Mexican authorities arrested a man married to a cousin of football star Alan Pulido, accusing the suspect of ordering the player's high-profile kidnapping over the weekend.
Osvaldo Velazquez Garcia, 29, was wounded and detained in a house in the northeastern city of Ciudad Victoria after a shootout with federal police, said Tamaulipas state prosecutor Ismael Quintanilla.
Velazquez started shooting after he was surrounded, Quintanilla said. He was hit in the right shoulder and lightly wounded in the neck, but he is out of danger.
He was identified as the alleged mastermind of the kidnapping by a 38-year-old accomplice who was arrested late Sunday after Pulido managed to punch one captor and call the police.
"He's the husband of a cousin" of Pulido's, Quintanilla said, adding a new twist to a case that has drawn praise for Pulido's heroics but also raised doubts about the official version of events.
The prosecutor said Velazquez was a member of a criminal organization linked to drug trafficking, kidnappings and extortion.
He did not identify the group, but the Zetas drug cartel is a force in one of the most dangerous regions in Mexico, plagued with homicides, kidnappings and thousands of disappearances.
Velazquez was present at a party that Pulido, a striker with Greek club Olympiakos, attended before he was kidnapped on Saturday, Quintanilla told a news conference.
The suspect communicated with the other kidnappers to tell them that the player had left the event and the type of car he was driving, the prosecutor said.
Pulido, who was part of Mexico's 2014 World Cup team, had left the party with his girlfriend when they were intercepted by four gunmen, who let the woman go.
Authorities say Pulido was freed after he was left alone with one kidnapper in a two-story home and seized on the opportunity to beat up the suspect, take his phone away and call an emergency number.
Police found Pulido within minutes, barely 24 hours after he was kidnapped.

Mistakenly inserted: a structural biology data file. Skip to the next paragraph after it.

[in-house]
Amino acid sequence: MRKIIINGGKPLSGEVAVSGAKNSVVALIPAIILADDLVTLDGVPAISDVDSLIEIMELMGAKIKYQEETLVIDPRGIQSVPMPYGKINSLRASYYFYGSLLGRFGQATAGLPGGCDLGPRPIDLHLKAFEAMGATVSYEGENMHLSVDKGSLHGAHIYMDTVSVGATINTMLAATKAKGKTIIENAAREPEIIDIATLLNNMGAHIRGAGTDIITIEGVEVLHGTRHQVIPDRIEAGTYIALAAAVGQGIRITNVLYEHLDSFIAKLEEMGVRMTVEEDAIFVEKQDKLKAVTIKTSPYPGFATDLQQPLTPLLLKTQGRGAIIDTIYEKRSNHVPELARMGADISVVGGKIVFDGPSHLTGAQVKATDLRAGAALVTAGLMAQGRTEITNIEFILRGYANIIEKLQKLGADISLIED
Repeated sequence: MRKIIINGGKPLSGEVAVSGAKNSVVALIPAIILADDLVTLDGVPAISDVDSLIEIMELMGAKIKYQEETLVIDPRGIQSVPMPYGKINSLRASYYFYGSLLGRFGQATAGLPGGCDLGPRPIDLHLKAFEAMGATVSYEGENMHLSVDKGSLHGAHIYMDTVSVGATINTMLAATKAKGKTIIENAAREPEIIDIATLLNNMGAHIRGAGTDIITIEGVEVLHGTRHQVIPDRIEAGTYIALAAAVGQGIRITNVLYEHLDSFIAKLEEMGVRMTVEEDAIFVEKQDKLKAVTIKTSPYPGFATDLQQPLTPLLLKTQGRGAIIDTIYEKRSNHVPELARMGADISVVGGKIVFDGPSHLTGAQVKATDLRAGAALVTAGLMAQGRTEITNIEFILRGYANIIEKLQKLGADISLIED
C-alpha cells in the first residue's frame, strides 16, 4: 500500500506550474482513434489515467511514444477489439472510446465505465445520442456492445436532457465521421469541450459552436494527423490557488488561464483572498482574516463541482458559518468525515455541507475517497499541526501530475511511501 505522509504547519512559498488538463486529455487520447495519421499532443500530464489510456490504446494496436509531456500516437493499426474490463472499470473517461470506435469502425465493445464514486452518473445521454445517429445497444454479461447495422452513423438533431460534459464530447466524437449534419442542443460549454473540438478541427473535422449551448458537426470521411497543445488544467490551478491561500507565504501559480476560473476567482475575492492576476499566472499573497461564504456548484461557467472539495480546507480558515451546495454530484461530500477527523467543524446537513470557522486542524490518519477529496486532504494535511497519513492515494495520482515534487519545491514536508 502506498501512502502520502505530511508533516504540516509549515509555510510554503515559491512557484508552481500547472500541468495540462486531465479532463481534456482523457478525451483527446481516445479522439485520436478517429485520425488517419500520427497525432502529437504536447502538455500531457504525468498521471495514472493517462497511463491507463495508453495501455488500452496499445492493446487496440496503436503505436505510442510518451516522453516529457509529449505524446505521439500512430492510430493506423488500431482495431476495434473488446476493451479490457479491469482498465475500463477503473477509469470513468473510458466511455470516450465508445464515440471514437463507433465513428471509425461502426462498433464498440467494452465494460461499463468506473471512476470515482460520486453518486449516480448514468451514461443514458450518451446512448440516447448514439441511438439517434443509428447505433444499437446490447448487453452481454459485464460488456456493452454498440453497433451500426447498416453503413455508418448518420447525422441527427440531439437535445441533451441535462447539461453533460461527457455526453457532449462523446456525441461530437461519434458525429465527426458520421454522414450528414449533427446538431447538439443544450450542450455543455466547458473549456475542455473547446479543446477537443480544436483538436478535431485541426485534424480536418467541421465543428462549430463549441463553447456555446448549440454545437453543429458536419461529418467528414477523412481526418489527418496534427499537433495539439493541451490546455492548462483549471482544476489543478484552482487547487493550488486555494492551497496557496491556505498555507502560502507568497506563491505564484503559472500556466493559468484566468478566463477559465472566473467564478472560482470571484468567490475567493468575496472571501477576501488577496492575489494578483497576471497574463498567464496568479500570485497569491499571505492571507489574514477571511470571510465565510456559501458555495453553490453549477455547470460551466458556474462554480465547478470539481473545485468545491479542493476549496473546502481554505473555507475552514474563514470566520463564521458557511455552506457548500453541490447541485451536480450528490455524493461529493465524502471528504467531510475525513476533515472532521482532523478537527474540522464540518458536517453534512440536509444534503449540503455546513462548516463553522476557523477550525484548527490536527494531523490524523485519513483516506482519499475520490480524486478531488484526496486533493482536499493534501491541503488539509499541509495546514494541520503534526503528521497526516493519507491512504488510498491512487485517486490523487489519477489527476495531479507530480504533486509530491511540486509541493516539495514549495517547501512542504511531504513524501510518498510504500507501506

Pulido's brother, Armando, who plays for Greek second division team Kissamikos, told Radio Imagen that there were about 40 people at the party.
The brothers sat at a table with a dozen friends and siblings of friends. Alan Pulido left with his girlfriend before his brother, and he was kidnapped minutes later.
He said the brothers do not hire security when they visit their hometown "because the people of Ciudad Victoria have always been very affectionate with us."
"We never thought that something of this magnitude could happen," he said.
The first contact with the kidnappers took place on Sunday around 2:00 pm when they called a relative, he said.
Armando Pulido handled the negotiations with the kidnappers, who demanded six million pesos ($325,000) in ransom.
When he told them that he could not get so much cash on a Sunday and that they give him until Monday, the man on the phone responded: "You'll find him dead in the morning."
Skepticism over case
Security experts and pundits have raised questions about the case, wondering how Pulido was able to overpower professional kidnappers in a state where criminal groups specialize in abductions and 5,500 people remain missing.
"If it's true, then we are talking about a monumental degree of incompetence by the kidnappers," Alejandro Hope, editor of ElDailyPost.com and a former Mexican intelligence agency official, told AFP.
The timing also raised eyebrows because the kidnapping occurred days before state elections on Sunday.
"It fuels suspicions even more," wrote El Universal columnist Luis Cardenas.
But Quintanilla rejected speculation that the kidnapping was staged to influence the elections, saying it would take a "very large group of actors" to pull it off.